Documentaries to Tell Your Racist Uncle to Watch

Good news, everyone! It’s almost 2020, which means that it’s almost an election year, which means we have yet another chance to make our voices heard about the topics we care the most about! That includes taking a real stand against racism; particularly the systematic racism that plagues our country, and has since its inception.

However, part of this fight for equality and rise against the current regime is educating the people who surround you about the racial issues that can slip through the cracks of their consciousness. But trust me, I get that it is a lot of work to educate everyone around you about how f***ed up their opinions are, so I’ve kindly listed some documentaries for you to recommend your loved ones watch in order to begin to understand what the real issues at hand are.

Time: The Kalief Browder Story

Originally aired on BET in 2017, this 6 part series details Kalief Browder's experience in the criminal justice system. At 16-years-old, he was arrested for suspicion of stealing a backpack and, unable to make bail, was placed in Riker’s Island where he spent 3 years awaiting trial. 2 of those years were spent in solitary confinement before he was even convicted. The charges were eventually dropped, but the long-lasting psychological impact on Kalief, his family, and the larger Black American community still ripple to this day.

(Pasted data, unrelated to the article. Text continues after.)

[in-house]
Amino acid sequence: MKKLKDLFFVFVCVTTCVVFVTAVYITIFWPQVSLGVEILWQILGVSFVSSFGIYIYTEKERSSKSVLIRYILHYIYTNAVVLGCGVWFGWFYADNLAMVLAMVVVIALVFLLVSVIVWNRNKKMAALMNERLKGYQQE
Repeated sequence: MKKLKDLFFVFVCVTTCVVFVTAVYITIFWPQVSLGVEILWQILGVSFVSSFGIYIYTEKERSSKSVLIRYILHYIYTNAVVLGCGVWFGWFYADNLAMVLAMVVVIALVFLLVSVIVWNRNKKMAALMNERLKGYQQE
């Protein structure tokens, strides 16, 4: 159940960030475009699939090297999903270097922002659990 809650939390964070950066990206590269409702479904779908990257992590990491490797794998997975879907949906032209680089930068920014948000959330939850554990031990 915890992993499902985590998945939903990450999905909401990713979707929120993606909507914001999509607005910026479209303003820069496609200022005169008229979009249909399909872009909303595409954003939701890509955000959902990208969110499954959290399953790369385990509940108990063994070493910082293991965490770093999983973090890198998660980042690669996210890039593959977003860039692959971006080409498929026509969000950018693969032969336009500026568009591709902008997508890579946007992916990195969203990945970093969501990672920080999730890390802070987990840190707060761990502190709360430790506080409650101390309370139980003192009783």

Say Her Name: The Life and Death of Sandra Bland

After a traffic stop, political activist Sandra Bland was arrested and kept in jail for 3 days. She died while in police custody. This documentary investigates the surroundings of Sandra’s death, her family’s search for justice, and just how much her death impacted the Black Lives Matter movement. Using Sandra Bland’s own words from her social media activist videos, this 2018 film showcases the daily experience of Black Americans, and just how real their fear is.

As white people, we will never fully understand what Black people go through on a daily basis – we have privileges that we cannot even fathom, and they experience things that we can’t understand the extent of even if we see them firsthand. However, these documentaries are the first step to becoming the best allies we can be, and working towards a better, safer, more equal future. So tell your friends! Your family! That friend of a friend of a friend who uses racial slurs when he’s drunk! Tell everyone and anyone – we all need to do better and work harder to create the type of society we want to live in.

Image Sources: 1, 2, 3, 4